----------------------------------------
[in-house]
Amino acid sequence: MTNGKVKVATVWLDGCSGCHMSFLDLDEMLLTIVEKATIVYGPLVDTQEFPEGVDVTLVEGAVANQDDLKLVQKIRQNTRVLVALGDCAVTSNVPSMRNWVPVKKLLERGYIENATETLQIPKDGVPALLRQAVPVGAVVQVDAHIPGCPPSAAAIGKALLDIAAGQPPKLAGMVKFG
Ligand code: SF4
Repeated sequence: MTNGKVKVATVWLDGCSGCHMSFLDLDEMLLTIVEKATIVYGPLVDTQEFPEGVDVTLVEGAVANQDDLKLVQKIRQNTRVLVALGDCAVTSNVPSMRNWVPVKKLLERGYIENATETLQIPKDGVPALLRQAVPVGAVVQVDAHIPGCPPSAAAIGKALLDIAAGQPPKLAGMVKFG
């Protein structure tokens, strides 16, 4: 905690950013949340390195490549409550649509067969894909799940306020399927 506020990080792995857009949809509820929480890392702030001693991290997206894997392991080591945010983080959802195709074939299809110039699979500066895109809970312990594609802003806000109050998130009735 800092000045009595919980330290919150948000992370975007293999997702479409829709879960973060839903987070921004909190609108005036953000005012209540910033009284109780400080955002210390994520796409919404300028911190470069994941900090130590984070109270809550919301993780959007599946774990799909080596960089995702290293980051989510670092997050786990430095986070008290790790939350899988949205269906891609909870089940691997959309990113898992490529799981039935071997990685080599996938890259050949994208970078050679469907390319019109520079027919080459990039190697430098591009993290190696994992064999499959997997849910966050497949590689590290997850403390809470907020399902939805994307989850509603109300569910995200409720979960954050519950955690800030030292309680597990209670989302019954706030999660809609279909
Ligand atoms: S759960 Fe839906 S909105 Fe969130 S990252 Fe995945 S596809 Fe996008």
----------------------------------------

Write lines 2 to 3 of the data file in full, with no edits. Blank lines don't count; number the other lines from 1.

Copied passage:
Amino acid sequence: MTNGKVKVATVWLDGCSGCHMSFLDLDEMLLTIVEKATIVYGPLVDTQEFPEGVDVTLVEGAVANQDDLKLVQKIRQNTRVLVALGDCAVTSNVPSMRNWVPVKKLLERGYIENATETLQIPKDGVPALLRQAVPVGAVVQVDAHIPGCPPSAAAIGKALLDIAAGQPPKLAGMVKFG
Ligand code: SF4